Great post Marcy! I lean toward the side of not wanting to hurt my characters, but lately I’ve been better at putting them in harm’s way when the story calls for it. I’m the kind of person who watches a movie and yells at the screen, no don’t do that! But if they don’t, there’s no reason to continue watching – or reading.

    Reply
    • Marcy Mason McKay

      That’s funny how you yell at the movie screen, Dana. Every person’s life had joy and pain, so we must honor both for our readers. Take care.

      Reply
  2. Kirsi

    (I have to admit I let my inner proofreader grab the tell his story line and run with it)

    ***
    When you look up gender-neutral names in some languages, what you get is pages and pages of names, something that always left Maria wondering, what it might be like, growing with a language like this. But in Maria’s native language, the only name the search engines come up with, consistently, is, indeed, Maria. And even that comes with a sort of excuse, an explanation about the traditional respect for the Virgin and a list of examples of the people, the men who had Maria as a name. Never a first name. Only a second.

    At least, not officially, right?

    Maria still find comfort in it, prints it out, folds the page so that no-one can read it, just in case, and carries it around in the wallet.

    ***
    Maria gets a short haircut (you look even more feminine, my dear, how do you manage to pull this off?). Maria wears business clothes, and they are strictly black and white (girl, you look hot in this! This tie – tying someone’s hands up later, aren’t you, naughty girl?) Maria gets rid of all the make-up (honestly, I respect you so much, you’re one of the real feminists, aren’t you? You go, girl!)

    None of these little things would have been enough of themselves, Maria has to admit. But they don’t work, anyway, and that leaves Maria staring in the mirror, looking hopelessly for other things to fix, to help the others see the real person that is talking to them.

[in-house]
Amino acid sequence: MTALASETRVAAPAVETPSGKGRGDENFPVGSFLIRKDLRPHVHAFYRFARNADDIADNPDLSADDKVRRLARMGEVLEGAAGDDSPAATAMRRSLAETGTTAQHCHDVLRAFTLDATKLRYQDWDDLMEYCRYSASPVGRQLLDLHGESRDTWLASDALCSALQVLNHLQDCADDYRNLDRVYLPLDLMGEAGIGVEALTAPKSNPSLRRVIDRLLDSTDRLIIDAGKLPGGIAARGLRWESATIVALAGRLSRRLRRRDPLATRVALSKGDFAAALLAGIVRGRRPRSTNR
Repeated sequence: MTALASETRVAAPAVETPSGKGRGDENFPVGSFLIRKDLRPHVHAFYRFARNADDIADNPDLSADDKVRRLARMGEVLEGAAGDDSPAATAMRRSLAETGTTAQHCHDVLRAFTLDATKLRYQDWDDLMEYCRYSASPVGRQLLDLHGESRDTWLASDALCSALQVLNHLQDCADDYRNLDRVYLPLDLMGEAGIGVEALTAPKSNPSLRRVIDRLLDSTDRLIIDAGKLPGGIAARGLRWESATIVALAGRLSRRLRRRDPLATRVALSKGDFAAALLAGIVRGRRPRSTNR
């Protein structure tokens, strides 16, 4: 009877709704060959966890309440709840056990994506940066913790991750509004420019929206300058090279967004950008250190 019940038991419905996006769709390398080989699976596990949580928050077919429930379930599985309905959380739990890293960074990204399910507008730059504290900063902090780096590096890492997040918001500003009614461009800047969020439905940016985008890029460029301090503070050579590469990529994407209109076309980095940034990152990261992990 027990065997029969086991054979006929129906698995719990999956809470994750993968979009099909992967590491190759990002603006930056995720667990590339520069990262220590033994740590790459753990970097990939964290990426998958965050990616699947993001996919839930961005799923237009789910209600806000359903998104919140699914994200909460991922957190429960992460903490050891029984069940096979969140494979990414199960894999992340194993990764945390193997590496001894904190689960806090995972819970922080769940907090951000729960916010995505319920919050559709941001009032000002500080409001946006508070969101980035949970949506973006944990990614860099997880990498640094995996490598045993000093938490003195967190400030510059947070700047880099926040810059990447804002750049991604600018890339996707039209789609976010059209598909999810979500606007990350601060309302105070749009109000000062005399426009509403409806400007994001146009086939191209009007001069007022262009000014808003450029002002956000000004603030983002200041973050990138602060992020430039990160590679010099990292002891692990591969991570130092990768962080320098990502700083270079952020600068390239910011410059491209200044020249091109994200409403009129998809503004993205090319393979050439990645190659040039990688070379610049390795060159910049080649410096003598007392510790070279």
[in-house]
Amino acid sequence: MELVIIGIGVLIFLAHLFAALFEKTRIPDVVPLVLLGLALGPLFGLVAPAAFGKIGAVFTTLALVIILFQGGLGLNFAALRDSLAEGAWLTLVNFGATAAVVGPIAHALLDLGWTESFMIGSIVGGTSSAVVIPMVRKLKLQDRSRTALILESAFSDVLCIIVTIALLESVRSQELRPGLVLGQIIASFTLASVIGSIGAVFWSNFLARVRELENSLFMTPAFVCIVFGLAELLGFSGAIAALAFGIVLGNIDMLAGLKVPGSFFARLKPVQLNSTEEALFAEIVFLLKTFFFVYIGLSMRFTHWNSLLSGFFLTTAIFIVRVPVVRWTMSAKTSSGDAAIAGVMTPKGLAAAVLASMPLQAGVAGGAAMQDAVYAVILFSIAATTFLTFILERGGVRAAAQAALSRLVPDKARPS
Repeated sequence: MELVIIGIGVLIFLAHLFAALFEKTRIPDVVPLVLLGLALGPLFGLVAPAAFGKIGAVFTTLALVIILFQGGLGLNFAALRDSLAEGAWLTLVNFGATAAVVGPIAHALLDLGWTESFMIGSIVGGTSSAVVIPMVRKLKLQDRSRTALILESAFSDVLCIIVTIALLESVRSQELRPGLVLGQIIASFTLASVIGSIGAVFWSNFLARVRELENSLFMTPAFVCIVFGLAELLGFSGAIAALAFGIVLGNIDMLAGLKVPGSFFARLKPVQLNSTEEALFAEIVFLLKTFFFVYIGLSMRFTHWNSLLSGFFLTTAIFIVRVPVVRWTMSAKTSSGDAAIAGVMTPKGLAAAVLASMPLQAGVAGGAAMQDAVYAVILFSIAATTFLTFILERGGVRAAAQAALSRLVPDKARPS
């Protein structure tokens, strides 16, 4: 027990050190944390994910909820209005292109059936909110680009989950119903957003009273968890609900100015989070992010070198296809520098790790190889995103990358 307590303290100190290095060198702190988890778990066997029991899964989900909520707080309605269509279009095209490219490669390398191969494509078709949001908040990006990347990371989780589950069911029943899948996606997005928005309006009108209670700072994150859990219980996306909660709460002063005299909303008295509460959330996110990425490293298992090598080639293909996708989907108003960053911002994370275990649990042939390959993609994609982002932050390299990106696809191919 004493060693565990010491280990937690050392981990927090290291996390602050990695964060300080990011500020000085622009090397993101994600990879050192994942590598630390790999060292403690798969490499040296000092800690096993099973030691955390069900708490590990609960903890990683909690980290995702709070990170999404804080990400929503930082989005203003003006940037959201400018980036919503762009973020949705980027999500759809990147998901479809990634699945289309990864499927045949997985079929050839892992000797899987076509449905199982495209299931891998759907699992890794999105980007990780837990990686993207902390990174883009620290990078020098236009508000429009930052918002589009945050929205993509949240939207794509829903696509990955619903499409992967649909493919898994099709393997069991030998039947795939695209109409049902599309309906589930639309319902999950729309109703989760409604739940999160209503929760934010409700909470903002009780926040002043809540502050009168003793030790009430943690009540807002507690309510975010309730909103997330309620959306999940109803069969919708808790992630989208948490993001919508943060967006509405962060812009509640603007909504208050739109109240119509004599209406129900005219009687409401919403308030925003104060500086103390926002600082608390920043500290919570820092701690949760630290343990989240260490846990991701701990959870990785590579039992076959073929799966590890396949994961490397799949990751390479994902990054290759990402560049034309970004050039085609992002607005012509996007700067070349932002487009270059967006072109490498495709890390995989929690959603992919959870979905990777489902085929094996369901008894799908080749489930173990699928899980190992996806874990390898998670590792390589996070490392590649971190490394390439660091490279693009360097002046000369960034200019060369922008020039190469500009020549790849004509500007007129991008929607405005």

But even the mirror lies, and shows a girl whose hair is too short to be styled properly. Maybe buzzing it off would help things – but Maria knows well that it won’t work either. Will anything?

    ***

    Maria’s hair grows longer and longer (they wouldn’t let you do this in the army, man). There’s a stack of bright and silly t-shirts in the wardrobe (why don’t you dress your age?). There’s eau de cologne on Maria’s bathroom shelf, three bottles, no less.

    Maria keeps his name. As a second one.

    Reply
    • Marcy Mason McKay

      Gender-bending with Maria. Clever, Kirsi. I was intrigued from the beginning and wanted to know what would happen next. You can’t ask for anymore from your readers. Well done.

      Reply
    • EndlessExposition

      I love how this is so simply worded and yet conveys the pain Maria endures from misgendering with so much power. I myself am not trans, but my friends who are have told me a lot of stories similar to this one, and your work really moved me.

      Reply
  3. Forth'Wyn

    I’ve never had a problem with hurting my characters. I’ve been known to have one of them stabbed or have her nose broken in a fight because it looked like she had the upper hand too early. Thankfully, my writer friends told me that it wasn’t too sadistic and that they did it, too 😛

    Reply
    • Marcy Mason McKay

      Sounds like you’re doing right by your characters (or, wrong — depending on what the story calls for). 🙂

      Thanks for your comment.

      Reply
      • Forth'Wyn

        I make it up to them by giving them nice things later, but they have to learn how to look after themselves, first 😛

        Reply
  4. TBL

    I find myself putting too much of myself into my characters, especially the women. It’s hard for me to let them do something I wouldn’t do.

    Reply
    • Marcy Mason McKay